Fabrication of durable superhydrophobic coatings on cotton fabrics with photocatalytic activity by fluorine-free chemical modification for dual-functional water purification†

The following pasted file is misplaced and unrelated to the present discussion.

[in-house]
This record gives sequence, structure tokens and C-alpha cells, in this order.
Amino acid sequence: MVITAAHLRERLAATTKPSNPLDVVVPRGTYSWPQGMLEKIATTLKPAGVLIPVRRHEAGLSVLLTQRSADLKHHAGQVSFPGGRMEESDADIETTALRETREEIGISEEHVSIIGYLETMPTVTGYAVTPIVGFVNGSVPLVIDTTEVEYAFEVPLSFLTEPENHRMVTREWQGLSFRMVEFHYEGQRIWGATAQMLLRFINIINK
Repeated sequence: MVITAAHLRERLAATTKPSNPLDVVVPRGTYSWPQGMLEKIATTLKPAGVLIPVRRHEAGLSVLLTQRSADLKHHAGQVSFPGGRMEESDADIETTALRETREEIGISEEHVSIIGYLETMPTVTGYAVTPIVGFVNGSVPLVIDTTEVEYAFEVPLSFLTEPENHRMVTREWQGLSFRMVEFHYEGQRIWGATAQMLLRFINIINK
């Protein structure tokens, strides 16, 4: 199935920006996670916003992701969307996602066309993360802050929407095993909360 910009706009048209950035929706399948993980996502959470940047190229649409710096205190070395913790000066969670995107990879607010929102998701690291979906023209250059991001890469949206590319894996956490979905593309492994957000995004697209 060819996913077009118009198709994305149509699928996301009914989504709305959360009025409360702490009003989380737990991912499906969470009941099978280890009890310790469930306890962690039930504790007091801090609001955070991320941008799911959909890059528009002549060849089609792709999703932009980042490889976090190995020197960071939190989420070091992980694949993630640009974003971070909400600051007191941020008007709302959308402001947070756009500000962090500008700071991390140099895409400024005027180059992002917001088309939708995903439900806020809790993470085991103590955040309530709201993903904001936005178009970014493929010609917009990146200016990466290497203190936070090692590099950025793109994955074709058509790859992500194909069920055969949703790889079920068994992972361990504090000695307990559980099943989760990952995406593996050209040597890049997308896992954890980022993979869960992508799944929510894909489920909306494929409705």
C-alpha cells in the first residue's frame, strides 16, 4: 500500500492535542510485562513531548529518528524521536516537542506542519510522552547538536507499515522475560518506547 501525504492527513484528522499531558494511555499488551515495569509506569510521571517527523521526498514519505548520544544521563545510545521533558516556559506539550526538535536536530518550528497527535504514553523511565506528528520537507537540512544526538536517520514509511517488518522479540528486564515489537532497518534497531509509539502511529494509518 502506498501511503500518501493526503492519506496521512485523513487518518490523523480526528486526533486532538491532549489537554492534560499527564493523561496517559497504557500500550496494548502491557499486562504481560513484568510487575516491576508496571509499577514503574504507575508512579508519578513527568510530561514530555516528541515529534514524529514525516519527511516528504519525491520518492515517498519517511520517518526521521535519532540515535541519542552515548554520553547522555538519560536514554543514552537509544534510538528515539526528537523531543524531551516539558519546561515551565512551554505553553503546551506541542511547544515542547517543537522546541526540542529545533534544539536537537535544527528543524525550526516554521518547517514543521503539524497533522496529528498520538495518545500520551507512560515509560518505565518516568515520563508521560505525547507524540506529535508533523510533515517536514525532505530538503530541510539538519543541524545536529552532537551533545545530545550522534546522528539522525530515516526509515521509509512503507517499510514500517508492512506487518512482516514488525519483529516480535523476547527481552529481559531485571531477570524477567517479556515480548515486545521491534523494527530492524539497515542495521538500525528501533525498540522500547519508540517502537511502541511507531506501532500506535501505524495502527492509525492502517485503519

Superhydrophobic/superoleophilic fabrics have been the subject of profound research for self-cleaning and oil–water separation applications. However, the practical application of these materials is still limited due to the complex preparation process using fluorinated chemicals and poor stability of the developed coatings on the surface of fabrics under harsh environmental conditions. In this study, we fabricated a dual-functional coating on cotton fabric with superhydrophobicity and visible light photocatalytic activity via an inexpensive dip coating method. The in situ synthesized poly-triethoxyvinylsilane (PTEVS) with the combination of polydimethylsiloxane (PDMS) was used to obtain a superhydrophobic coating and subsequently a AgBr coating to integrate the photocatalytic activity. The surface morphology and chemical structure of the coated fabric were characterized by field emission scanning electron microscopy, energy-dispersive X-ray spectroscopy and Fourier transform infrared spectroscopy. The coated cotton fabric exhibited self-cleaning, superhydrophobic and superoleophilic properties simultaneously with a water contact angle of ∼154°, a water sliding angle of ∼8° and an oil contact angle of ∼0°. The modified fabric can effectively separate a series of oil–water mixtures after being used repeatedly for 10 cycles through an ordinary filtering process. The coated fabric further purifies water containing soluble dyes under visible light illumination. Moreover, the durability of the coating was evaluated under harsh environmental conditions for example exposure to acidic, alkaline, salty solutions, ultraviolet irradiation, mechanical abrasion, and using the adhesive tape test, and the results of all these tests suggested that the coating was stable.